Introduction of digital tools into the classrooms has brought the narratives alive. The traditional tools of teaching are slowly losing their relevance. Do you see any inherent contradiction between the two?
Integrating technology with standard curriculum can give students a sense of power, but also allows for more advanced learning among broad topics. However, these technologies require infrastructure, continual maintenance and repair – one determining element, among many, in how these technologies can be used for curriculum purposes and whether or not they will be successful. Examples of the infrastructure required to operate and support technology integration in schools include at the basic level electricity, Internet service providers, routers, modems, and personnel to maintain the network, beyond the initial cost of the hardware and software.
Technology integration alongside standard education curriculum can provide tools for advanced learning among a broad range of topics. Integration of information and communication technology is often closely monitored and evaluated due to the current climate of accountability, outcome based education, and standardization in assessment.
Technology integration can in some instances be problematic. A high ratio of students to technological device has been shown to impede or slow learning and task completion. In some, instances dyadic peer interaction centered around integrated technology has proven to develop a more cooperative sense of social relations.
Success or failure of technology integration is largely dependent on factors beyond the technology. The availability of appropriate software for the technology being integrated is also problematic in terms of software accessibility to students and educators. Another issue identified with technology integration is the lack of long-range planning for these tools within the educative districts they are being used.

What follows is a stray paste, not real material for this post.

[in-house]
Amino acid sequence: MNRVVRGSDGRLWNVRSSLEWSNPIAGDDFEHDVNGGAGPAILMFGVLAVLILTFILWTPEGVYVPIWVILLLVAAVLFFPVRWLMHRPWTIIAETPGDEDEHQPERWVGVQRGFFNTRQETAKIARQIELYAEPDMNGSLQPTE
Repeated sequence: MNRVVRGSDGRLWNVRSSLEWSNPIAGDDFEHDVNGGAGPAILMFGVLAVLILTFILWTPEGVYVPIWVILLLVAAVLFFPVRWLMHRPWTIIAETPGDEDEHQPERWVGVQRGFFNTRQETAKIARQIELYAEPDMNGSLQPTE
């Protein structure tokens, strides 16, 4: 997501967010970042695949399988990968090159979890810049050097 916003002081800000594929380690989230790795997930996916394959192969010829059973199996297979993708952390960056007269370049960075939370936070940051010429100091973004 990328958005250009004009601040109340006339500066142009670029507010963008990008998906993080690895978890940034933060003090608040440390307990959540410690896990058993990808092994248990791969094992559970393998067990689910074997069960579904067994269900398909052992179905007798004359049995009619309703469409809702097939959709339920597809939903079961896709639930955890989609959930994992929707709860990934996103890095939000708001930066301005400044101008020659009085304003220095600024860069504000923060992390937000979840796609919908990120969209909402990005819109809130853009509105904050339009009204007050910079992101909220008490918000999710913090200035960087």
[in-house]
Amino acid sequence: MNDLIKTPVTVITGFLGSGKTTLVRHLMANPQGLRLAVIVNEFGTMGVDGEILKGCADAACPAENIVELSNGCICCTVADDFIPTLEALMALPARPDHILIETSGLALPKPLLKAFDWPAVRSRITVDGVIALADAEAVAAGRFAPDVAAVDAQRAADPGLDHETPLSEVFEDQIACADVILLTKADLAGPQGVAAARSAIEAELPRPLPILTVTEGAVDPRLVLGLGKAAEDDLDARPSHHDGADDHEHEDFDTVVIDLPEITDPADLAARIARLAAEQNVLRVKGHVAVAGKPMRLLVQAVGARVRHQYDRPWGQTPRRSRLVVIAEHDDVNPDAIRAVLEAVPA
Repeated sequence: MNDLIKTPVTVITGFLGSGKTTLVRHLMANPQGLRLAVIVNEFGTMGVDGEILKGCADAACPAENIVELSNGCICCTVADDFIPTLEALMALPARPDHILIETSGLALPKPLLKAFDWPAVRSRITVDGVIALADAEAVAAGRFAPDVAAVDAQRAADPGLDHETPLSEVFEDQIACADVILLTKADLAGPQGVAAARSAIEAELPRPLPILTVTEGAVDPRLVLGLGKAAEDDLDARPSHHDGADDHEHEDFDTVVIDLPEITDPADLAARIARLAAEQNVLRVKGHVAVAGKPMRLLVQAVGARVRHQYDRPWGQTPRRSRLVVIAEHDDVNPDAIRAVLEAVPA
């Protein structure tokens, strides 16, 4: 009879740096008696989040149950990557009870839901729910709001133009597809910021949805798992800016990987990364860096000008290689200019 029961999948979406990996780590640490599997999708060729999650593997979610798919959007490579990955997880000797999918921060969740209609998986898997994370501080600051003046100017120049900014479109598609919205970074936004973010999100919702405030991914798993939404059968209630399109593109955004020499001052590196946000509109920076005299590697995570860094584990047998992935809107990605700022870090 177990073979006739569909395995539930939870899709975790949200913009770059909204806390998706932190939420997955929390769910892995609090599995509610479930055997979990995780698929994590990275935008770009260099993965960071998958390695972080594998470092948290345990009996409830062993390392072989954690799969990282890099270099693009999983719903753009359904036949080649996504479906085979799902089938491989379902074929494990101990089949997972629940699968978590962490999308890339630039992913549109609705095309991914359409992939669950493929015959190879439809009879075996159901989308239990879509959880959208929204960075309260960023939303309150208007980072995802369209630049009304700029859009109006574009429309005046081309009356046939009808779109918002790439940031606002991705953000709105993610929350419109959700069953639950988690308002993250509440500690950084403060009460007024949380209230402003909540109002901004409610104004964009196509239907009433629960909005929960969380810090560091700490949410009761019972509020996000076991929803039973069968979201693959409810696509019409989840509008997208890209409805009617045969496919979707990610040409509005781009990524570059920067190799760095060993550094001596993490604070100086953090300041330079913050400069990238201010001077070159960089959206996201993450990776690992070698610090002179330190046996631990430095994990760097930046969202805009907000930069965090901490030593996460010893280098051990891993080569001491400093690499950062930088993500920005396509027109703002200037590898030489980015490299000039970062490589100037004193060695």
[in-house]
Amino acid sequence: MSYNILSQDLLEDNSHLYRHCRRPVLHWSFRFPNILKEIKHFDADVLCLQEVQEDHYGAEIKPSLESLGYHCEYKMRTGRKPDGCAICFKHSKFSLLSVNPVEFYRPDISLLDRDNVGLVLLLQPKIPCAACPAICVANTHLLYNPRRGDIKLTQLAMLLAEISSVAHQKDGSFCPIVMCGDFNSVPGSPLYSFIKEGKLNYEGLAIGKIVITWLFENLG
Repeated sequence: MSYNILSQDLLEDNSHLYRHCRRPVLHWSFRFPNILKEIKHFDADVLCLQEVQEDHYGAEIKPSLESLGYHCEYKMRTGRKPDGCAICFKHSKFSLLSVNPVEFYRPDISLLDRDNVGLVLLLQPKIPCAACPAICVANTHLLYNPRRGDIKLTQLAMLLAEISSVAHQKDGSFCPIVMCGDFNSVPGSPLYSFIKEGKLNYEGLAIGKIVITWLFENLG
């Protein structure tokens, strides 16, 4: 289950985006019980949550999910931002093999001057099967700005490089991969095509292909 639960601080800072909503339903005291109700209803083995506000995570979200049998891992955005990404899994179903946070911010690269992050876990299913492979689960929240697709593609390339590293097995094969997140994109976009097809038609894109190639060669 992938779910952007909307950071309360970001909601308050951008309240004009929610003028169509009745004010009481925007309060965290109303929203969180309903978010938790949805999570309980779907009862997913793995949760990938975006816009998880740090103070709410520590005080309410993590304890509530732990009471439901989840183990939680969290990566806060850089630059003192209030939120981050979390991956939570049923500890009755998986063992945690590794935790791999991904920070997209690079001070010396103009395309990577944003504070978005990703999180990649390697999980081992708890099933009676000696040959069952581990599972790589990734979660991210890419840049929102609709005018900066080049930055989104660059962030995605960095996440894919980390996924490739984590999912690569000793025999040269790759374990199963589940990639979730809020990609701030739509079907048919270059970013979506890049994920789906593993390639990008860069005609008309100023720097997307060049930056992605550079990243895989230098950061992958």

Must the e-content be regulated? There are equally good reasons for both in favour and against. What is your take?
e-learning has launched to incorporate in developing countries and is believed to have huge potential to meet growing demand for education while facing shortage of teachers. e-learning can be seen as a tool for raising the number of students who have access to higher education, especially groups in rural areas. In spite of e-learning advantages and goals, challenges are plentiful.
In many developing countries there is a lack of vital e-learning components such as computers, electricity and skills; the active, participative student that is required for interactive learning is also very rare in countries where the tradition is to teach in a more traditional way.
The introduction of IT to government institutions in developing countries bears a great deal of risk of failure. The lack of qualified personnel, lack of financial support and the lack of planning and proper justification are just few of the causes of projects failure.
In some ways, most technologies are designed and deployed in a developed country context and thus have a number of limitations when trying to implement in a developing country. Additionally, many developing countries still don’t have many specialists in ICT in education and rely mainly on the precious few of enthusiastic, over-worked, pioneering teachers to drive change in their schools.
Do you think that e-learning runs the risk of over exposure and doing more harm than good in the end?
If e-learning is properly integrated in the curriculum it shall work wonders for school education.
The massive open online courses (MOOCS) have brought closer the dream of digital equality in our country. However, the shallow internet density in our country is making a crisis out of an opportunity. How do you think can the government come to seize upon the opportunity?
A number of plans can be developed to guide the pursuit of objectives:
- For electronic government (system, virtual network, law and security)
- For promoting ICT application in education and expanding digital skills in Iran’s manpower
- For expanding ICT in higher education
- For expanding ICT in health, treatment and medical education
- For expanding ICT in economy, commerce and trade
- For expanding the culture and knowledge of ICT and for strengthening the Persian script and language in the computer environment
- For expanding active SME in ICT by creating growth centers and ICT parks